Facebook on Tuesday said it would no longer allow anti-vaccination ads on its platform, in another reversal of its longtime stance of avoiding being the referee on thorny issues.
Facebook had previously shied away from stepping into debates over public health, even as anti-vaccination content on its site proliferated. But this year, it took a stand against false information related to the coronavirus to prevent public harm. It also has removed vaccine-related hoaxes that were identified by global health organizations.
In its updated policy on Tuesday, Facebook went further. The company said it would no longer permit people or entities to purchase ads that actively discourage people from getting vaccinated, or that portray vaccines as unsafe, useless or use other harmful descriptions.
“Our goal is to help messages about the safety and efficacy of vaccines reach a broad group of people, while prohibiting ads with misinformation that could harm public health efforts,” said Kang-Xing Jin, Facebook’s head of health initiatives, in a company blog post. “We don’t want these ads on our platform.”
Facebook, which has been under pressure for allowing toxic and harmful misinformation to flow across its site, has lately banned an increasing amount of content. On Monday, the company said that it would no longer accept posts that denied the existence of the Holocaust. Last week, the company expanded a crackdown on the pro-Trump conspiracy movement QAnon and also said that it would suspend political advertising after the Nov. 3 election for an unspecified period of time.
The number of content and ad bans stands out because Mark Zuckerberg, Facebook’s chief executive, has long said that he is a proponent of free speech and of allowing all types of content to be posted on the social network. Facebook did not address its position on free speech on Tuesday.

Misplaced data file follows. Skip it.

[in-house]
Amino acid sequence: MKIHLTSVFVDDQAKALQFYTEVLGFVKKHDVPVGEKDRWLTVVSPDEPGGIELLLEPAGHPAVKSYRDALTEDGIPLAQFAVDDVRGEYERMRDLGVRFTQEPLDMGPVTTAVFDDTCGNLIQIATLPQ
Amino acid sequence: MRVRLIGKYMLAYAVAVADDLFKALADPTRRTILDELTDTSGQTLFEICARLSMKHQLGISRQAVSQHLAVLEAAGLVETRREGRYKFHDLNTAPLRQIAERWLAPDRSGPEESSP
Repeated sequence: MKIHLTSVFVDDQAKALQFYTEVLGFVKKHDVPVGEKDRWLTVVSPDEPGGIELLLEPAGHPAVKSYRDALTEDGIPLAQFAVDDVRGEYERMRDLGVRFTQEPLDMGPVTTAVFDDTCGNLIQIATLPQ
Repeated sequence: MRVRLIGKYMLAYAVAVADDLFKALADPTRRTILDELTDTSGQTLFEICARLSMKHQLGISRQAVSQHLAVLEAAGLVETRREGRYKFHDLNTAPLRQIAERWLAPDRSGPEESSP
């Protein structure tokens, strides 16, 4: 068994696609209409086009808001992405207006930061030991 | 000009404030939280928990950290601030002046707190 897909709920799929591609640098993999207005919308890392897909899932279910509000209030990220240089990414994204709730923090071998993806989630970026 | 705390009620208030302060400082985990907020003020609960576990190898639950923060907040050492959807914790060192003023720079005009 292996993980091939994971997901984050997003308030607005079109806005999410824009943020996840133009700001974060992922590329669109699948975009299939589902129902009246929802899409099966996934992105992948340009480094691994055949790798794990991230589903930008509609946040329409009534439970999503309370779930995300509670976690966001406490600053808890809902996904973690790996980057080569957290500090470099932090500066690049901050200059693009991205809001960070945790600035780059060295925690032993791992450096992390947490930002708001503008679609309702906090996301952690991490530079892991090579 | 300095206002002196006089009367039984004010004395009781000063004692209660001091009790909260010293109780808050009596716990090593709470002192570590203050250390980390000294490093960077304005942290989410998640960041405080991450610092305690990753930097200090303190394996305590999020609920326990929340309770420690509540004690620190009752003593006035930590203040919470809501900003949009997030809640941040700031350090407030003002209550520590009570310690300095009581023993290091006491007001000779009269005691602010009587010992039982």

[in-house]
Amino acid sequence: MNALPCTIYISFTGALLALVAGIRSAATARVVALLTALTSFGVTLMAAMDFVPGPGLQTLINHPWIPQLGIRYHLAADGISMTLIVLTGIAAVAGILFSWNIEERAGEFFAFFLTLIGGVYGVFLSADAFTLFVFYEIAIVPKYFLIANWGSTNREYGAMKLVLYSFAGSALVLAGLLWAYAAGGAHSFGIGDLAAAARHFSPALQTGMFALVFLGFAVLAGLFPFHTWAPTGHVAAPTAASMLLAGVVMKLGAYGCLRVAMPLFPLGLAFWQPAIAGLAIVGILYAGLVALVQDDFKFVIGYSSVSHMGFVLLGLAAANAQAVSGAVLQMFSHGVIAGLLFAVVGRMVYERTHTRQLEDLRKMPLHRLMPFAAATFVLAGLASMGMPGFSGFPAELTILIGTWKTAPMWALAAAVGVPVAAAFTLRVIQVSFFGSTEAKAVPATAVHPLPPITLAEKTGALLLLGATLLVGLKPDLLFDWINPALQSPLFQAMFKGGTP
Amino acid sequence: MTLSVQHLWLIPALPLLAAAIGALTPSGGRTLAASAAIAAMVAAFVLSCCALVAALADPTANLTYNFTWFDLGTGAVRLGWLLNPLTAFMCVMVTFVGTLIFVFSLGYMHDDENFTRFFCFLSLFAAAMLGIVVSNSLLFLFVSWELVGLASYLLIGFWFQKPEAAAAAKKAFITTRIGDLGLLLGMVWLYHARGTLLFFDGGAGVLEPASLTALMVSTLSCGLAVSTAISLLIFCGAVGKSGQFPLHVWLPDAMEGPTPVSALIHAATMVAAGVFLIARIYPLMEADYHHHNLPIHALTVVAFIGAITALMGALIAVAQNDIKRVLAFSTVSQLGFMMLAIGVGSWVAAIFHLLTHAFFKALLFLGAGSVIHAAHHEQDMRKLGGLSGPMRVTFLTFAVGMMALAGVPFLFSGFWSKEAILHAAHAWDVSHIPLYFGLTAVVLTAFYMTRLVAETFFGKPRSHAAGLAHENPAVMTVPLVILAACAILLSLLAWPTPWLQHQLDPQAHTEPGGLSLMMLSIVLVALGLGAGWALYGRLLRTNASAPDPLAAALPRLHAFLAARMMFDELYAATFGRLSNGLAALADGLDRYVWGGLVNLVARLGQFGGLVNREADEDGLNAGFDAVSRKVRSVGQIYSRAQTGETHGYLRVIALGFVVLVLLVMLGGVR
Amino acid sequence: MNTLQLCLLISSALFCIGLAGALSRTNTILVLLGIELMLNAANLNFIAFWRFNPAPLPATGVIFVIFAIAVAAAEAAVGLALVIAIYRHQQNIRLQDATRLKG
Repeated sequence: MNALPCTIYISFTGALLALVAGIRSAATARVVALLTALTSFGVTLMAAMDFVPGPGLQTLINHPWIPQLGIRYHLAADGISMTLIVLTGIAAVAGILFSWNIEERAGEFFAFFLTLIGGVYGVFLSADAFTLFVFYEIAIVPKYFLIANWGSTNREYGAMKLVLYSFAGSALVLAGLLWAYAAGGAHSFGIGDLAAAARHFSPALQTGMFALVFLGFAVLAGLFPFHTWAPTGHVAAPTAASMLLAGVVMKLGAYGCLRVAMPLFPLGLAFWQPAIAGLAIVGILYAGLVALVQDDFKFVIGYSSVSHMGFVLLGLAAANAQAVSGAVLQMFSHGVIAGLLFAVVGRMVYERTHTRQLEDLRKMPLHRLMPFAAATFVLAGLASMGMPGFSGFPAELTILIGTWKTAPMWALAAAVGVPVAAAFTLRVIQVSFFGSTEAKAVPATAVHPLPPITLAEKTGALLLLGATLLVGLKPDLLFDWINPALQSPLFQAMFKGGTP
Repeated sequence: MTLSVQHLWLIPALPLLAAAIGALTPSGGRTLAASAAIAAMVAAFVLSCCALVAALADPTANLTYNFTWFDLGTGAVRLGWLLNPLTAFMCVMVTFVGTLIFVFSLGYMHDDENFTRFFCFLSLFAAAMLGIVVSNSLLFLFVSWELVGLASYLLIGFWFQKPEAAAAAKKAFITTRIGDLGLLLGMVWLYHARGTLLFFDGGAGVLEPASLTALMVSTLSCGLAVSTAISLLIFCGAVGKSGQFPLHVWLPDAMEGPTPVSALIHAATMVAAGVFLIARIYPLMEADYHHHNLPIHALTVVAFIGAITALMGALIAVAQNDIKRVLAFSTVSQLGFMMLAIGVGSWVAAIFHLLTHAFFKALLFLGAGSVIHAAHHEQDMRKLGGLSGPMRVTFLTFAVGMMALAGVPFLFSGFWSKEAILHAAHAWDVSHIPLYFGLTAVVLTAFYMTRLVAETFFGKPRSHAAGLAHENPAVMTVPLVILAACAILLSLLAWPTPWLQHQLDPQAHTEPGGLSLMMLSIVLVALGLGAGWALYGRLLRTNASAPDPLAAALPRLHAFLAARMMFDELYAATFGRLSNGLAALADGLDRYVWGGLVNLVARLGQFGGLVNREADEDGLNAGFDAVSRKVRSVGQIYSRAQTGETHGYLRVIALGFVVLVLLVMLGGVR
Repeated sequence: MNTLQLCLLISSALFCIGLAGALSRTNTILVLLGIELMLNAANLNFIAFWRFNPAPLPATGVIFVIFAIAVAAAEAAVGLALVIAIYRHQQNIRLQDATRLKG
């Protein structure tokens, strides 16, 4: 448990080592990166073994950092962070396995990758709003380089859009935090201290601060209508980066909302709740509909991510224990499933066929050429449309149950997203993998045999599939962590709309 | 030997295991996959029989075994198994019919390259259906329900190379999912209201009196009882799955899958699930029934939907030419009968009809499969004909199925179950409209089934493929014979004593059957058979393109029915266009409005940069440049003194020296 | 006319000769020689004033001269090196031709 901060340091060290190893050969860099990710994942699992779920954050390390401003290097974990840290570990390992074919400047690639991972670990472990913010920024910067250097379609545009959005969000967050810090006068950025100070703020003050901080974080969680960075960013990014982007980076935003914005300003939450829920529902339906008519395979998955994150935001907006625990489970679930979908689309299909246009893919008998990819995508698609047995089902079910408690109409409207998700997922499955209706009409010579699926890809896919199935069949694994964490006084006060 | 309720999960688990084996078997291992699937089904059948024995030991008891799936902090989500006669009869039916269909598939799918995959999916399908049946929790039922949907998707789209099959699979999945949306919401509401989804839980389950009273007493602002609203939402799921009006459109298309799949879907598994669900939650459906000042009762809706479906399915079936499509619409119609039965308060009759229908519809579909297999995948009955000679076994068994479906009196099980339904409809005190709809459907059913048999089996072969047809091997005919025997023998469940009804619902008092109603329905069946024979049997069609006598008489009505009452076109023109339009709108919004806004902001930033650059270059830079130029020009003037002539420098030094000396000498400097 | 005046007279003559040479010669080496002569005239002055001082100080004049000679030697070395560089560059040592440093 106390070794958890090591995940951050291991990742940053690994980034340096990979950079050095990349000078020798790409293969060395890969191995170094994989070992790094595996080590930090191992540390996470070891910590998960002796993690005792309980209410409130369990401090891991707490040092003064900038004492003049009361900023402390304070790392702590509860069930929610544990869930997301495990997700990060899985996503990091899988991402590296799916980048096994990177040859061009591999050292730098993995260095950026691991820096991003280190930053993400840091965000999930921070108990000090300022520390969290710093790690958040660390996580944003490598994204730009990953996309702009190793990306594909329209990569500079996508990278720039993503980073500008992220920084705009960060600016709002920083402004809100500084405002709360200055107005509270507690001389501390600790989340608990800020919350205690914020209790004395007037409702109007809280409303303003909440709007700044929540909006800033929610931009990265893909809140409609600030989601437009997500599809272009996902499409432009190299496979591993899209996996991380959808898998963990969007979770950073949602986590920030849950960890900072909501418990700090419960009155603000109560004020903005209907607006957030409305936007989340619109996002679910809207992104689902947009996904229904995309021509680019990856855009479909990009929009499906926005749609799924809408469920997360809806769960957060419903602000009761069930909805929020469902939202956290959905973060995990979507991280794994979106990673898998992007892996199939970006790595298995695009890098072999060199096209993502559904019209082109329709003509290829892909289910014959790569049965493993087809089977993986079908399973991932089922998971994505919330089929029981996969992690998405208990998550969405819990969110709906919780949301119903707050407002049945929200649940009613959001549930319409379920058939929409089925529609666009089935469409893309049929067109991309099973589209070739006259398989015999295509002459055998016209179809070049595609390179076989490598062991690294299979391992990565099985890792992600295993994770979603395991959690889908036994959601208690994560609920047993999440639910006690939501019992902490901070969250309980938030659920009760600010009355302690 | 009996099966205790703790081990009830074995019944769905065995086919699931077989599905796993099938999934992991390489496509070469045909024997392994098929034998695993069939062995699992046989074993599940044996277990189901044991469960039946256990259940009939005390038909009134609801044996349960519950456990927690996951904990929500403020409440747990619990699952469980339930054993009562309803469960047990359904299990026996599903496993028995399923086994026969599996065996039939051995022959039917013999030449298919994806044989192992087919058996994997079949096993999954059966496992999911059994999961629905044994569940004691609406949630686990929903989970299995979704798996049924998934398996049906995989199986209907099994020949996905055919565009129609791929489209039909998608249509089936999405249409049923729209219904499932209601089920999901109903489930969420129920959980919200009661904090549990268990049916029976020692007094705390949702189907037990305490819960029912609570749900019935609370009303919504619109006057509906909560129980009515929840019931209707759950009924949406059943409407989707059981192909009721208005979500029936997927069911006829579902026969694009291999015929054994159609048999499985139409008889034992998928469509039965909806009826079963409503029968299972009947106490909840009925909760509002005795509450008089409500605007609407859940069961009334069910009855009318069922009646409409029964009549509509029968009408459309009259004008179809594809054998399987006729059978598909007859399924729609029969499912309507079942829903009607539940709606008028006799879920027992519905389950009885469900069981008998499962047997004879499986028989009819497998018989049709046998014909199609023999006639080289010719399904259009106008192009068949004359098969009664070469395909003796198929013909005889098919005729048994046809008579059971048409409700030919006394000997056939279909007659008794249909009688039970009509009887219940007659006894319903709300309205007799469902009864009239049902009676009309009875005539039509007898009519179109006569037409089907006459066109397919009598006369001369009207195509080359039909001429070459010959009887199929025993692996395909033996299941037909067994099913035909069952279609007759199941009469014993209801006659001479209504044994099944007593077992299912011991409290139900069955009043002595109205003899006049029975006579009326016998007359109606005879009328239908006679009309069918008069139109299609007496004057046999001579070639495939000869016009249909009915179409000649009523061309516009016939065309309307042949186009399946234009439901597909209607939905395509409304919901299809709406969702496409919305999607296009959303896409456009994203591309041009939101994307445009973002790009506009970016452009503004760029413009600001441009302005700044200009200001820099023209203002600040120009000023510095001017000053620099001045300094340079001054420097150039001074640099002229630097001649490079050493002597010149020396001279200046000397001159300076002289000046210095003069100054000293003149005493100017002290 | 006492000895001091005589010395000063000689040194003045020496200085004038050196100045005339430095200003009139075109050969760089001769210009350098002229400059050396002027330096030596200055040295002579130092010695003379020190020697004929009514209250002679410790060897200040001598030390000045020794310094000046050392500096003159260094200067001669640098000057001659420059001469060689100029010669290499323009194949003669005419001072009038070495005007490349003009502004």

Facebook has faced scrutiny for the amount of conspiracy theories and propaganda against vaccinations. Those who are against vaccines have been highly active on Facebook, operating in private Facebook groups and Instagram accounts. Tuesday’s move will not remove user-generated content.
The company also will still allow ads that argue against creating government policies for vaccination, but the entities running those ads will need to be “authorized,” Facebook said. Those ads will include a “paid for” label along with the name of the organization.
Mr. Jin also said Facebook will elevate posts from partners at the World Health Organization and UNICEF to increase immunization rates through public health messaging campaigns.
The social network positioned its policy change as part of the regular re-evaluations of content across the site.
“We regularly refine our approach around ads that are about social issues to capture debates and discussions around sensitive topics happening on Facebook,” Mr. Jin said in the blog post. “Vaccines are no different. While we may narrow enforcement in some areas, we may expand it in others.”